What happened to Social Security 2100?
At least there is some effort, but the Biden proposal for Social Security changes does not make the program solvent, modestly raises some benefits while further changing the basic concept of shared worker funding by requiring high earners to pay higher taxes for zero additional earned benefits. It asks less than 2% of wage earners to shoulder the entire burden of helping the program to survive.
And it does not place Social Security on an automatic sustainable course.
Summary: PWBM projects that Democratic presidential candidate Joe Biden’s Social Security reform plan would reduce the program’s conventional 75-year imbalance by 1.5 percent of current law taxable payroll, leaving a remaining imbalance equal to 2.0 percent of current law taxable payroll. We project that it would lower GDP by 0.6 percent in 2030 and 0.8 percent in 2050.
According to the Committee for a Responsible Federal Budget, “This (Biden) proposal would raise $800 billion to $1.04 trillion over a decade. It would also raise 1.92 percent of payroll over 75 years, which would close 60 percent of Social Security’s solvency gap.”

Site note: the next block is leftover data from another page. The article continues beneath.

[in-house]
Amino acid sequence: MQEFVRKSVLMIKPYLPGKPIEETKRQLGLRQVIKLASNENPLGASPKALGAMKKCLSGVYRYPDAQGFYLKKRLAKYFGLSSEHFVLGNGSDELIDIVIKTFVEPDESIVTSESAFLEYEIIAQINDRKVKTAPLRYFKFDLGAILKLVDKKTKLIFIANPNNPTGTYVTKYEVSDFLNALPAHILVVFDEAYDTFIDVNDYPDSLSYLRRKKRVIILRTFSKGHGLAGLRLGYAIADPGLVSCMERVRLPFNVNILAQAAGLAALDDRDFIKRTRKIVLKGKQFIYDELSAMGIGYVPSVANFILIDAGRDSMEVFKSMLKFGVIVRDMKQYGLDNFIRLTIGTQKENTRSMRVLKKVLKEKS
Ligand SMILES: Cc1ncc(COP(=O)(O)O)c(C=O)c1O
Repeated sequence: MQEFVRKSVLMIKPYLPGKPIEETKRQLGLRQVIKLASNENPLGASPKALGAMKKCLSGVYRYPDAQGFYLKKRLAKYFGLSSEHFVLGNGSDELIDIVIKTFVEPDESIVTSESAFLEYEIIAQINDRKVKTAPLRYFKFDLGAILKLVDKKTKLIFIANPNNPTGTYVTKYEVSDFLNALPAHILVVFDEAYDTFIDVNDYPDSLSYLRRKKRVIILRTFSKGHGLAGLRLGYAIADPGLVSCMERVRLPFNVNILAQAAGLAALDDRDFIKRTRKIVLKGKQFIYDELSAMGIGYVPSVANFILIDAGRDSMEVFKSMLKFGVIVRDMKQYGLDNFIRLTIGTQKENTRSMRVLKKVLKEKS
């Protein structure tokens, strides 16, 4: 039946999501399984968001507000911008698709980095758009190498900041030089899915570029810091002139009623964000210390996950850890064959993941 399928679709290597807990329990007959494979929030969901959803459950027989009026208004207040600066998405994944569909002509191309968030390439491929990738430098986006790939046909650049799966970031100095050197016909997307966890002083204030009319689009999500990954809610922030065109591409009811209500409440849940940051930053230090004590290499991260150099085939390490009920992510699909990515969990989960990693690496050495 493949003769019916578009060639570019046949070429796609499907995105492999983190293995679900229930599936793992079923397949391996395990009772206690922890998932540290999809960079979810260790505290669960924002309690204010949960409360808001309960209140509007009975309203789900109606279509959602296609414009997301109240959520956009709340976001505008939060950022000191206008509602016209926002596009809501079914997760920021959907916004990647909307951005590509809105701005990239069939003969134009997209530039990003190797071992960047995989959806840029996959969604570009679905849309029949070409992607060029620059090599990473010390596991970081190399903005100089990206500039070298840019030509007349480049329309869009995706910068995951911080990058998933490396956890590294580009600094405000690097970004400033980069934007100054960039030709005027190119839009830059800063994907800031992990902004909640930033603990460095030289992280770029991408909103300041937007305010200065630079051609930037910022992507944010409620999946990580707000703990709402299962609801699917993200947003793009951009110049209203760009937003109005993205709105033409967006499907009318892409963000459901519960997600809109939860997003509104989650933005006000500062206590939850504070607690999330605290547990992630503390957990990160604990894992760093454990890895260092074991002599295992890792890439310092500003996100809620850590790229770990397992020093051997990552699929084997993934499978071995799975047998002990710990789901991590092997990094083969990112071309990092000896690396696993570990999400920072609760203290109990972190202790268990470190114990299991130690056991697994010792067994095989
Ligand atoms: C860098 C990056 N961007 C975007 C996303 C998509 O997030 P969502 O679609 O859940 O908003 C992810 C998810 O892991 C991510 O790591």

Future COLAs would use the CPI-E in place of the CPI-W, but that creates unrealistic expectations. The difference between the two measures are historically very small, typically less than one percent and occasionally the CPI-E is lower. It is projected to increase the shortfall by 15% over 75-years.
Why shouldn’t every worker participate in making the program sustainable? Why shouldn’t every worker receive some benefit based on their contributions?
Why should a single high income earner pay more in taxes and get nothing more in benefits while a two income family with the same income pay far less and receives more in benefits?
There are many changes (closing loopholes in political speak) possible that would fairly spread the cost. For example, why are health insurance premiums paid on a pre-tax basis under Section 125 of the IRC not taxed for FICA? Just doing that would cover 7% of the funding gap.
Or, include newly hired state and local workers in Social Security. That closes another 10% of funding shortfall using the Committee for a Responsible Federal Budget calculator.